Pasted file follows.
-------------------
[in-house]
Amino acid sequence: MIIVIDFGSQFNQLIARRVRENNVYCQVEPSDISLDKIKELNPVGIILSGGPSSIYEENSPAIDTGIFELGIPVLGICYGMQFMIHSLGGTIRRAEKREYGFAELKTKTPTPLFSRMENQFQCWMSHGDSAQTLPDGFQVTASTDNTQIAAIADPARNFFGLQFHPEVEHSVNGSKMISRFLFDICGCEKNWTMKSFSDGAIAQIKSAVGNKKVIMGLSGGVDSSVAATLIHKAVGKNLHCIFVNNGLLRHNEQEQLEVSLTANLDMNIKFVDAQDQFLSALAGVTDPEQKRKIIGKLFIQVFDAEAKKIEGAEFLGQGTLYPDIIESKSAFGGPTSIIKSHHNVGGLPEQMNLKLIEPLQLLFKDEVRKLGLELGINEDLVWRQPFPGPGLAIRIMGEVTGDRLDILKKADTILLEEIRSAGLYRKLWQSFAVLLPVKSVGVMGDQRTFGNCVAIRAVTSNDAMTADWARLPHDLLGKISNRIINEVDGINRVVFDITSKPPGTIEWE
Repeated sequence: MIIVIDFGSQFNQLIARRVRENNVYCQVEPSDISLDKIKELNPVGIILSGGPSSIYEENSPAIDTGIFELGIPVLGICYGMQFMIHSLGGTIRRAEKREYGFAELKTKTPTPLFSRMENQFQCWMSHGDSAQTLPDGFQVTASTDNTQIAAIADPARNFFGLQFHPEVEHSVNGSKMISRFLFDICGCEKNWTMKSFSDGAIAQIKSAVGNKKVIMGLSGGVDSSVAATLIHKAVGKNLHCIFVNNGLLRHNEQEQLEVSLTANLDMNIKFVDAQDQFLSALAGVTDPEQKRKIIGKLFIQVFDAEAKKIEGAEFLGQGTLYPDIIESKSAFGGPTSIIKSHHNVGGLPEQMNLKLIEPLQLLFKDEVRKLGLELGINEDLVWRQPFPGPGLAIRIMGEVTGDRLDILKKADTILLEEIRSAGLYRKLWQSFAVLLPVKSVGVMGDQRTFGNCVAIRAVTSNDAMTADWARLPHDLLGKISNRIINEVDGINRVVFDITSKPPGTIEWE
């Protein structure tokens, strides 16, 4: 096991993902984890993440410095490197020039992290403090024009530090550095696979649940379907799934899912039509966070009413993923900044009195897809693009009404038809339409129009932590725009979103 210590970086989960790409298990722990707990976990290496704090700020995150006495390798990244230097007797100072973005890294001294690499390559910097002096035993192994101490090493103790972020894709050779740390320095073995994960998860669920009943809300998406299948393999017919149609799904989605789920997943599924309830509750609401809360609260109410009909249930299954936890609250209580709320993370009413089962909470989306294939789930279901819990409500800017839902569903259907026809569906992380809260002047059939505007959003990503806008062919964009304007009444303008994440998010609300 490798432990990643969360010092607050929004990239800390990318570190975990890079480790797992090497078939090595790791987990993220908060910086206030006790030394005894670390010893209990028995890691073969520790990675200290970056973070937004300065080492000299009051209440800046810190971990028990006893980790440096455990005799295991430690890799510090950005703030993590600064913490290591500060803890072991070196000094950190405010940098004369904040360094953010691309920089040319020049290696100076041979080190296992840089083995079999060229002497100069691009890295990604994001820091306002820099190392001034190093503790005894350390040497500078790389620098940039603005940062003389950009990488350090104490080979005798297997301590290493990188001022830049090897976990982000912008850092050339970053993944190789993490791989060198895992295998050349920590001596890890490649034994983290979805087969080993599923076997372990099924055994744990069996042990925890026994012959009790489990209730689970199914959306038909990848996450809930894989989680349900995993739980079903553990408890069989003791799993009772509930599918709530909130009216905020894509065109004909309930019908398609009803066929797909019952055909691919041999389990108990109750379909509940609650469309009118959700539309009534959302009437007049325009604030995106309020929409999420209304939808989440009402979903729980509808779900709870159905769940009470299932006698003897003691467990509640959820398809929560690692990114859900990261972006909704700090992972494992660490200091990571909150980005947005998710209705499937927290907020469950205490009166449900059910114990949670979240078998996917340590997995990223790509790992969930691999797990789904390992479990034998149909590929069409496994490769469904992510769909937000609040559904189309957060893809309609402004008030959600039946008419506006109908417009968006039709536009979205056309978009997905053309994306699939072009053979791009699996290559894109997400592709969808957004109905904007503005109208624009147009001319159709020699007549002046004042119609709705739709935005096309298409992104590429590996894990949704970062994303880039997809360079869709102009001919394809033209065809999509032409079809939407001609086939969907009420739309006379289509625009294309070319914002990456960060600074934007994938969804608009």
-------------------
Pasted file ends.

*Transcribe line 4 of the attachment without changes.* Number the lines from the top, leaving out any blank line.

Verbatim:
């Protein structure tokens, strides 16, 4: 096991993902984890993440410095490197020039992290403090024009530090550095696979649940379907799934899912039509966070009413993923900044009195897809693009009404038809339409129009932590725009979103 210590970086989960790409298990722990707990976990290496704090700020995150006495390798990244230097007797100072973005890294001294690499390559910097002096035993192994101490090493103790972020894709050779740390320095073995994960998860669920009943809300998406299948393999017919149609799904989605789920997943599924309830509750609401809360609260109410009909249930299954936890609250209580709320993370009413089962909470989306294939789930279901819990409500800017839902569903259907026809569906992380809260002047059939505007959003990503806008062919964009304007009444303008994440998010609300 490798432990990643969360010092607050929004990239800390990318570190975990890079480790797992090497078939090595790791987990993220908060910086206030006790030394005894670390010893209990028995890691073969520790990675200290970056973070937004300065080492000299009051209440800046810190971990028990006893980790440096455990005799295991430690890799510090950005703030993590600064913490290591500060803890072991070196000094950190405010940098004369904040360094953010691309920089040319020049290696100076041979080190296992840089083995079999060229002497100069691009890295990604994001820091306002820099190392001034190093503790005894350390040497500078790389620098940039603005940062003389950009990488350090104490080979005798297997301590290493990188001022830049090897976990982000912008850092050339970053993944190789993490791989060198895992295998050349920590001596890890490649034994983290979805087969080993599923076997372990099924055994744990069996042990925890026994012959009790489990209730689970199914959306038909990848996450809930894989989680349900995993739980079903553990408890069989003791799993009772509930599918709530909130009216905020894509065109004909309930019908398609009803066929797909019952055909691919041999389990108990109750379909509940609650469309009118959700539309009534959302009437007049325009604030995106309020929409999420209304939808989440009402979903729980509808779900709870159905769940009470299932006698003897003691467990509640959820398809929560690692990114859900990261972006909704700090992972494992660490200091990571909150980005947005998710209705499937927290907020469950205490009166449900059910114990949670979240078998996917340590997995990223790509790992969930691999797990789904390992479990034998149909590929069409496994490769469904992510769909937000609040559904189309957060893809309609402004008030959600039946008419506006109908417009968006039709536009979205056309978009997905053309994306699939072009053979791009699996290559894109997400592709969808957004109905904007503005109208624009147009001319159709020699007549002046004042119609709705739709935005096309298409992104590429590996894990949704970062994303880039997809360079869709102009001919394809033209065809999509032409079809939407001609086939969907009420739309006379289509625009294309070319914002990456960060600074934007994938969804608009």